Now that you’re familiar with the hallmarks of a conventional loan, you might be interested in next steps. The process for applying for a conventional mortgage loan is fairly standard among various lenders.
Prior to starting the application process, it’s recommended to reach out to a lender for preapproval. They'll want to collect some information regarding your income, debts, and whether you rent or own, to evaluate your fitness as a borrower. On a related note, they’ll review your credit score and credit report.
If it’s determined that you meet the preapproval criteria, the lender gives you a letter stating that you have been preapproved for up to a specific loan amount. This is a strategic move because having a letter of preapproval shows sellers that you're serious about buying.
Formal Loan Application
Most lenders use a standard loan application form called the uniform residential loan application. Expect to answer detailed questions about the type of loan, the property being purchased, and your personal finances. There are sections for your employment history, income, assets, and liabilities.
In addition to the application, you'll need to furnish proof of income such as pay stubs or tax returns for the past two years. Once the application is received, the lender orders a title report on the property and then arranges for an appraisal. The title report will verify that there aren't any outstanding liens against the property, such as a tax lien. The appraisal determines the fair market value of the property.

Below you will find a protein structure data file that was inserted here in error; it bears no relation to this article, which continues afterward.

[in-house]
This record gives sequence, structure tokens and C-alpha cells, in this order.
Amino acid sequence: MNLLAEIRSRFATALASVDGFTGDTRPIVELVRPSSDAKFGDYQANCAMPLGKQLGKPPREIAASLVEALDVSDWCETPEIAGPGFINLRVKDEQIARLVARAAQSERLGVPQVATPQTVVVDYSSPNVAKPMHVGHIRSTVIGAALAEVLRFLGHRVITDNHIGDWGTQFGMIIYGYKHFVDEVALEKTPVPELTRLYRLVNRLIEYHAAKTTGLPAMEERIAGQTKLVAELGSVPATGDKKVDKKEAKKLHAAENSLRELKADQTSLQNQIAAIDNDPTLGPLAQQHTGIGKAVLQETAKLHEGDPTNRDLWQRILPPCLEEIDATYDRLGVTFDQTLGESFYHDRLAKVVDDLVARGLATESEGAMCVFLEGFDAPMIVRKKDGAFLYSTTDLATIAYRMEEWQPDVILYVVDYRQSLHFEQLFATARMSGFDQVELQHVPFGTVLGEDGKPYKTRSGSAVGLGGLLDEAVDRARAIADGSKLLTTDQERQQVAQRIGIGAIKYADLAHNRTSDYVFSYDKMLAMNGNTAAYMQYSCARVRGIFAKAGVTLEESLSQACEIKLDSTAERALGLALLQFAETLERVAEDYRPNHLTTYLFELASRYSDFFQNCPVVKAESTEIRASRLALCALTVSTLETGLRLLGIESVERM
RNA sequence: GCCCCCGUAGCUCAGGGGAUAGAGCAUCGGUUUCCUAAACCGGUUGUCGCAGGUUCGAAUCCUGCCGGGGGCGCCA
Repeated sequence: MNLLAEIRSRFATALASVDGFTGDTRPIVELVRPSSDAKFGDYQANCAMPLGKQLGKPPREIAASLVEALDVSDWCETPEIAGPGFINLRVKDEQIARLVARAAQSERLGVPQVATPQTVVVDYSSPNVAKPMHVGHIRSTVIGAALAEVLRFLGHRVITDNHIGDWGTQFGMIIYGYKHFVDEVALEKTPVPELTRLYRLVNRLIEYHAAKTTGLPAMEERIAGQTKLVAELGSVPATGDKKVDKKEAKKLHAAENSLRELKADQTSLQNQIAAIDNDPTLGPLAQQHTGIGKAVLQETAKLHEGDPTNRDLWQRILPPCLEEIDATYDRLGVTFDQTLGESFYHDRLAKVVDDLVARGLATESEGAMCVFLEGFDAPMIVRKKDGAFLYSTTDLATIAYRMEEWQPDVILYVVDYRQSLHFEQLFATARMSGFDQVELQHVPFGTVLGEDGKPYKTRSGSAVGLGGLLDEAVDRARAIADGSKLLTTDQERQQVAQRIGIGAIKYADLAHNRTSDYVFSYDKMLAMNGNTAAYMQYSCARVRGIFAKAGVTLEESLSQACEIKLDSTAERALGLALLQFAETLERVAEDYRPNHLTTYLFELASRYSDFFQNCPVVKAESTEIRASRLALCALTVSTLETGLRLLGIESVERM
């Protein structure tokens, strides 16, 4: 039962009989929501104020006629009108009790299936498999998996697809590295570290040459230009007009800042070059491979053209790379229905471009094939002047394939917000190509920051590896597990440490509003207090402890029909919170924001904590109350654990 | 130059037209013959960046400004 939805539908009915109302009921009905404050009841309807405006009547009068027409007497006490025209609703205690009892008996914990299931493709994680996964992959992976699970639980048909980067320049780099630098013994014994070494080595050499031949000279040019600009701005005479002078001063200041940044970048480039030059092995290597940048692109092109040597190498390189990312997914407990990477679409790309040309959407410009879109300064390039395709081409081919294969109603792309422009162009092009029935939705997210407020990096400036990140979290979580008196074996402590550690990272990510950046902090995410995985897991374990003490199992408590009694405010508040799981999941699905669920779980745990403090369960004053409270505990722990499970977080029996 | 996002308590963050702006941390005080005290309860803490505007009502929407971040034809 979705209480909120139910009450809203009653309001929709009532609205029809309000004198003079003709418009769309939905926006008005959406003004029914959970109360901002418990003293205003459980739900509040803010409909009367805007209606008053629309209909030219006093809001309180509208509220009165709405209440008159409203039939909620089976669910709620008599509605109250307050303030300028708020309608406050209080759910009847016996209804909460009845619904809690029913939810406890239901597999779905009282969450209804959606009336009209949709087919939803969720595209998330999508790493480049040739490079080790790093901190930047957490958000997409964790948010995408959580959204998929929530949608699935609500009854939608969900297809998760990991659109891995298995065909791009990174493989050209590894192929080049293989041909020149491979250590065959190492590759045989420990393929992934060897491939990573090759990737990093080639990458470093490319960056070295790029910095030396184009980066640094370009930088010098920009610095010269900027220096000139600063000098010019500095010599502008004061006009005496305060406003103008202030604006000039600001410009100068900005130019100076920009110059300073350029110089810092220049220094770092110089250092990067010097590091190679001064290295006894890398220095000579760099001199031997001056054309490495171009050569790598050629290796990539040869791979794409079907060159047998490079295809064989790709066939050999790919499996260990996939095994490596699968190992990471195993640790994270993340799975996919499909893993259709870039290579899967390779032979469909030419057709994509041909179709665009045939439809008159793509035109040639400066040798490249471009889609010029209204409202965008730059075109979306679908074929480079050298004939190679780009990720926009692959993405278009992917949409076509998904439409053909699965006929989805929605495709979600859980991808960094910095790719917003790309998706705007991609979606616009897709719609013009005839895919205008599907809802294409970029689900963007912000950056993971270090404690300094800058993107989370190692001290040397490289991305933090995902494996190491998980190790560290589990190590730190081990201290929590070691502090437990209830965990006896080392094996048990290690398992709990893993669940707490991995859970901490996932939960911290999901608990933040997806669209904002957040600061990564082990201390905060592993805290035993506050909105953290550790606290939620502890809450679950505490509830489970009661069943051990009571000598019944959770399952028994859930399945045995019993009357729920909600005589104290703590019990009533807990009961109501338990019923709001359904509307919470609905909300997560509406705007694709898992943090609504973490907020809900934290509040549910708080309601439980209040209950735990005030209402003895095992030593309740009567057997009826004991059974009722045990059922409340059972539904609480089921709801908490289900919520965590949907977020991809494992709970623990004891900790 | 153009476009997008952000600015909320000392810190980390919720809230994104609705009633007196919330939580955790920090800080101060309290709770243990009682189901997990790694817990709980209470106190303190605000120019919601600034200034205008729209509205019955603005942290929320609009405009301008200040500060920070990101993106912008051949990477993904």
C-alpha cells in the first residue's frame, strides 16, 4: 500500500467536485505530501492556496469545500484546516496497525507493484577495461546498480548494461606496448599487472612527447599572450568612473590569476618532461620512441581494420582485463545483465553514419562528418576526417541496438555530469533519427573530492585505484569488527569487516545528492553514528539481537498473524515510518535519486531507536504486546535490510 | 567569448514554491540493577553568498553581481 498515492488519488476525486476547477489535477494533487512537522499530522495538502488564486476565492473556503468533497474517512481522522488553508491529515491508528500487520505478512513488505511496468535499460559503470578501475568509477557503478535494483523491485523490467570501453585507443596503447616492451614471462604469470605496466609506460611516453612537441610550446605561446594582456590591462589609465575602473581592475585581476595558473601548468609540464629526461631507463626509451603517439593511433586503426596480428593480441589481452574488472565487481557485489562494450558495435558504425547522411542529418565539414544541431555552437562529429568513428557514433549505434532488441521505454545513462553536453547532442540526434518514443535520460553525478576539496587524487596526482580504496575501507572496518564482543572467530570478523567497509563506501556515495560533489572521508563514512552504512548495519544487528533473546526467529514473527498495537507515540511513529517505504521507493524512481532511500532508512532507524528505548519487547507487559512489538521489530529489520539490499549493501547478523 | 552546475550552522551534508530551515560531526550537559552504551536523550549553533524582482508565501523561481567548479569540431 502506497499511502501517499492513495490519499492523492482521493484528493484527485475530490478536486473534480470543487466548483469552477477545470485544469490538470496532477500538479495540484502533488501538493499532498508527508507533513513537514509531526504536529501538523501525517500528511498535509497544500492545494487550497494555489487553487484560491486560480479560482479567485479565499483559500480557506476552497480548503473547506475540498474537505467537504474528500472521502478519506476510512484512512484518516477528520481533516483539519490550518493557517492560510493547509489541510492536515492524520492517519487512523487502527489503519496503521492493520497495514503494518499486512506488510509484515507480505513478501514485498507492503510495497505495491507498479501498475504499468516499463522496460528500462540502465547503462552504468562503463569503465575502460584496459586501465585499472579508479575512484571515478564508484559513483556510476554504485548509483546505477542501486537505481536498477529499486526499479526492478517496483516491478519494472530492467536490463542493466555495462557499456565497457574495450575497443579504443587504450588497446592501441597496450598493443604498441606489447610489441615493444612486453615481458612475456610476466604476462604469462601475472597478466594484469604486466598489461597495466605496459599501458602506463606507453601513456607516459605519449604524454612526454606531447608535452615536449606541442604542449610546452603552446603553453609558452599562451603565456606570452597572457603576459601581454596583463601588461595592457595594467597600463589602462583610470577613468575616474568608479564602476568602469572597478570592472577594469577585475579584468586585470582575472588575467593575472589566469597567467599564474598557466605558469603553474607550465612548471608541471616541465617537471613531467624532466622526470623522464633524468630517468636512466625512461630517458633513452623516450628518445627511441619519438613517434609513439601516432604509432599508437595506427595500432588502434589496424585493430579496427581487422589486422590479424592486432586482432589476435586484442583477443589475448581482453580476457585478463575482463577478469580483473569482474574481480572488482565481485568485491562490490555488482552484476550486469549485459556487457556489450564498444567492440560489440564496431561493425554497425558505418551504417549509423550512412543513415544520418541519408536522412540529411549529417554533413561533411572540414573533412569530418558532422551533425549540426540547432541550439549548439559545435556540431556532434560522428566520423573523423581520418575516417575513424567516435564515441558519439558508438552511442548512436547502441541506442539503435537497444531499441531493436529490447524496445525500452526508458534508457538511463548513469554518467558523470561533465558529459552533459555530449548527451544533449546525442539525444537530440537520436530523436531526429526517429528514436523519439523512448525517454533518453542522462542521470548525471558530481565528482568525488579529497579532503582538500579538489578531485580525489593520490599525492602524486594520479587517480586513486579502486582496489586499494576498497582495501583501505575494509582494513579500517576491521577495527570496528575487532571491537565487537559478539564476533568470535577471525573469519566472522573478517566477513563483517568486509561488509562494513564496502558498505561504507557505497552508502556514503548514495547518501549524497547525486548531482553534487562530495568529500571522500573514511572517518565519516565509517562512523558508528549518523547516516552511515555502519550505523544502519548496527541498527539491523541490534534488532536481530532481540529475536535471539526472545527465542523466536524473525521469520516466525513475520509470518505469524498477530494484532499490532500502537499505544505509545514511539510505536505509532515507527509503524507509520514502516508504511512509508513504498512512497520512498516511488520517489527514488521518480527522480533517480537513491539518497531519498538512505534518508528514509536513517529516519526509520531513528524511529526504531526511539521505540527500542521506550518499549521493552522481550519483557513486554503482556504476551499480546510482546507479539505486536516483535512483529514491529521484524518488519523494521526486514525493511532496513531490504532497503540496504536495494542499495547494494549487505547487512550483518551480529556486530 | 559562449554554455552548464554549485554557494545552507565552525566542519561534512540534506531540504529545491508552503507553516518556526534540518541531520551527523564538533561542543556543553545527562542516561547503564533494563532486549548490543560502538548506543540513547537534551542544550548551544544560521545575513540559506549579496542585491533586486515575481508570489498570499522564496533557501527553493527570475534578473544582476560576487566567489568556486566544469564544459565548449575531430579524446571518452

From here, underwriting determines whether your loan application is approved or denied. Lenders rely on software programs to assess the information on the loan application to determine your risk as a borrower.
If you’re approved for the loan after the underwriting process, the loan is now considered "clear to close." However, in the event your application is denied, the lender must provide you with a written explanation.
To tie up any loose ends, you'll meet with a closing agent to sign the loan documents. Mortgage loans require a lot of paperwork. After everything is signed, the document package is sent to post-closing to check for any errors. The loan will fund within a few days after the closing most of the time.
Talk to a lender
The most important thing to keep in mind about applying for a mortgage is that you don’t have to go it alone. Whether it’s conventional or another product, we can help you find the right type of mortgage to help you realize your home buying dreams. We'll help you compare, learn about the nuances of each financing option and make an educated decision based on your finances and goals. Even if you can't purchase a home in the short term, we'll help you understand why and come up with a plan to make your goal a reality.